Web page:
The Metropolitan Museum began to form a collection of American furniture of the colonial and early federal periods almost exactly one hundred years ago. The driving force behind this effort was Henry W. Kent, assistant to Robert W. de Forest, the secretary to the museum’s board of trustees and its president in 1913. The catalyst was the 1909 Hudson-Fulton Celebration commemorating both the discovery of the Hudson River by Henry Hudson in 1609 and Robert Fulton’s first successful navigation of the river in a steamboat in 1807. As part of that state- and citywide celebration, the museum mounted a large loan exhibition: one section consisting of seventeenth-century Dutch paintings to represent Hudson, who was employed by the Dutch East India Company when he found the river named after him; and, at Kent’s suggestion, a second containing examples of American decorative arts and paintings from the seventeenth century to about 1815, the year of Fulton’s death. The latter was the first comprehensive exhibition of American art held in a major art museum and its success proved that American “domestic arts” were worthy of attention.

Chief among the lenders of furniture, particularly of the seventeenth century, was H. Eugene Bolles, a Boston lawyer, who had begun collecting in the 1880s and by 1909 had gathered over four hundred pieces of furniture and innumerable other objects. Kent had had his eye on that collection since at least 1907, and before the close of the Hudson-Fulton exhibition he convinced de Forest that it should be acquired. De Forest persuaded Mrs. Russell Sage, widow of a successful financier, to purchase the collection and give it to the Metropolitan. That gift formed the nucleus of the American furniture collection, providing both a broad range of representative objects and individual pieces of distinction (Figs. 1, 2, 6).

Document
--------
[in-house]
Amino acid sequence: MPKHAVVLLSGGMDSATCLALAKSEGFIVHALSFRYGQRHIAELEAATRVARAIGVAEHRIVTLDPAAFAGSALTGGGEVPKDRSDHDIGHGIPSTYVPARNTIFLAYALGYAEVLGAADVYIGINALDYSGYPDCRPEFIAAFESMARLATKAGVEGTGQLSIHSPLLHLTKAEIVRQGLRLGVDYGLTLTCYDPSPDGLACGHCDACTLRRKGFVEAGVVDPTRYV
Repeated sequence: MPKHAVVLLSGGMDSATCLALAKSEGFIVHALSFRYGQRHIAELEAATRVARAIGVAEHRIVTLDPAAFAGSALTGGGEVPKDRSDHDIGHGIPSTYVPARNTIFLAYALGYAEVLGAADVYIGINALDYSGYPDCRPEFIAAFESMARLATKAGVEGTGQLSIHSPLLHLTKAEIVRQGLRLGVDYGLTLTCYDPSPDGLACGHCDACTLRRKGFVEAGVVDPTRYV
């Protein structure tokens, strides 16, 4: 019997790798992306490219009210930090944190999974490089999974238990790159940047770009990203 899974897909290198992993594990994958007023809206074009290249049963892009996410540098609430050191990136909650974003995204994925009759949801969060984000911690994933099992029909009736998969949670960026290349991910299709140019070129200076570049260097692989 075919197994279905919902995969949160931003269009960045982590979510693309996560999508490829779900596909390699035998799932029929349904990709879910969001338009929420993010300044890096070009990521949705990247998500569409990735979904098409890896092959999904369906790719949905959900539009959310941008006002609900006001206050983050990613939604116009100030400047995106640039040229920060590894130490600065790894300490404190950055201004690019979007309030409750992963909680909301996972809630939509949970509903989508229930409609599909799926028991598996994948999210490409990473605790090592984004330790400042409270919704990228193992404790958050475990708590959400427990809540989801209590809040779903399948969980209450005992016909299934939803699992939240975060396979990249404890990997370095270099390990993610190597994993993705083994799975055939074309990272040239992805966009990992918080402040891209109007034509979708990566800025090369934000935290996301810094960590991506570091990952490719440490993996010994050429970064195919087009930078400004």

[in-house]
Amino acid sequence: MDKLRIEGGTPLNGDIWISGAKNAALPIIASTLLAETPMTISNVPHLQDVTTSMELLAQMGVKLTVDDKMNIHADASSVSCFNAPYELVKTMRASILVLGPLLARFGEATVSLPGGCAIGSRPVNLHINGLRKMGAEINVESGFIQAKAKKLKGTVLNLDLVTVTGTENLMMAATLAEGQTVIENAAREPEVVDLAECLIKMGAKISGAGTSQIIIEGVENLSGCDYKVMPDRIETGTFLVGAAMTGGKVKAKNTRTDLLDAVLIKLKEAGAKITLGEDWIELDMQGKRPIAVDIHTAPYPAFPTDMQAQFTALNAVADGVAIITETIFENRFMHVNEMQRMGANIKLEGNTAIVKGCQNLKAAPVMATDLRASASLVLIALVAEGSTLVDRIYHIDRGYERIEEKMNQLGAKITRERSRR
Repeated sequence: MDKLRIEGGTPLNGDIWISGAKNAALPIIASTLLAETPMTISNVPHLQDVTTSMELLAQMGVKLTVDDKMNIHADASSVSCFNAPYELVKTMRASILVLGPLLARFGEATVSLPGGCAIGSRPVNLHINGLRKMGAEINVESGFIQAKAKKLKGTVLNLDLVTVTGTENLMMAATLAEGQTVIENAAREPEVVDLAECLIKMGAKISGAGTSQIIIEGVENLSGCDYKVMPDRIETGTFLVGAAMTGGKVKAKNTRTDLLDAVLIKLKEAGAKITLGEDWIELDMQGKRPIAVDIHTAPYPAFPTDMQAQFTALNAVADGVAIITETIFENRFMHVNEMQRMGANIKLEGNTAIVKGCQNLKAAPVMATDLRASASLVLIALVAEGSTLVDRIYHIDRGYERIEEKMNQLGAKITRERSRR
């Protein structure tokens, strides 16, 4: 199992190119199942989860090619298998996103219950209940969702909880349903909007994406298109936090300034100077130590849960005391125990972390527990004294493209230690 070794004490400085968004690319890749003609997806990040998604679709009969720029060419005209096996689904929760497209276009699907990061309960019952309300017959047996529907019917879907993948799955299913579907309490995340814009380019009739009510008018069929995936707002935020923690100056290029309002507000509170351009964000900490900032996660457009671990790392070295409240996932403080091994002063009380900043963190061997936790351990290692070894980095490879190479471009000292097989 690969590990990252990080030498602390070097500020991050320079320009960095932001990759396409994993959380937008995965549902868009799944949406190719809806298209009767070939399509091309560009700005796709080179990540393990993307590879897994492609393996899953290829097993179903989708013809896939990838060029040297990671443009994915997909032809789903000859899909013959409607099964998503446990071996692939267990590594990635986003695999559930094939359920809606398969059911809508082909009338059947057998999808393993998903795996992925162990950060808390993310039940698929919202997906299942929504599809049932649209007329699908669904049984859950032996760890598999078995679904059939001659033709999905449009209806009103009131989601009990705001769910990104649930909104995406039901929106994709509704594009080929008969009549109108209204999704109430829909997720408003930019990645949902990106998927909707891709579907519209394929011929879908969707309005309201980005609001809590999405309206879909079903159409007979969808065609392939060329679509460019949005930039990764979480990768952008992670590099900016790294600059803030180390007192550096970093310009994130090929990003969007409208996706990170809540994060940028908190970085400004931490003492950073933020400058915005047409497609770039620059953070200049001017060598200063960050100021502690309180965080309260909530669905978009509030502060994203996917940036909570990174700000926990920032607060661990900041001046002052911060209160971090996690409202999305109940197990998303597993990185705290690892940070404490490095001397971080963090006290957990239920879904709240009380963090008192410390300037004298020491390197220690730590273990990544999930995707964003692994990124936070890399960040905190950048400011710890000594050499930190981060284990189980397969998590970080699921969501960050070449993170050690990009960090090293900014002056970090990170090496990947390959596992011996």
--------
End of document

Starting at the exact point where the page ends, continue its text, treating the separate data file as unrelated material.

Natalie K. (Mrs. J. Insley) Blair, of New York City and Tuxedo Park, New York, was another paramount figure in the creation of the collection. She collected mainly in the 1920s, focusing on prime examples from the early and late colonial periods. Her donations, made mostly in the 1940s and early 1950s, greatly enriched the Metropolitan’s holdings with objects that stand out for their rarity, quality, and condition (Figs. 3, 4, 5). Over the years, the collection has grown in size and quality also through single acquisitions (Figs. 7, 8), made as often by gift as by purchase.

A new catalogue of the museum’s American furniture in the seventeenth-century and William and Mary styles presents a broad spectrum of the forms made during the early colonial period and includes outstanding examples of the different modes of decoration in fashion at the time. The furniture comes predominantly from New England, with a smaller representation from New York and Pennsylvania. Regrettably there are no examples from the South. This reflects both the fact that considerably more furniture of this period, particularly of the seventeenth century, has survived from New England than from the other regions and the way in which the museum’s collection was formed. Below are some descriptions of furniture showcased in the collection catalogue.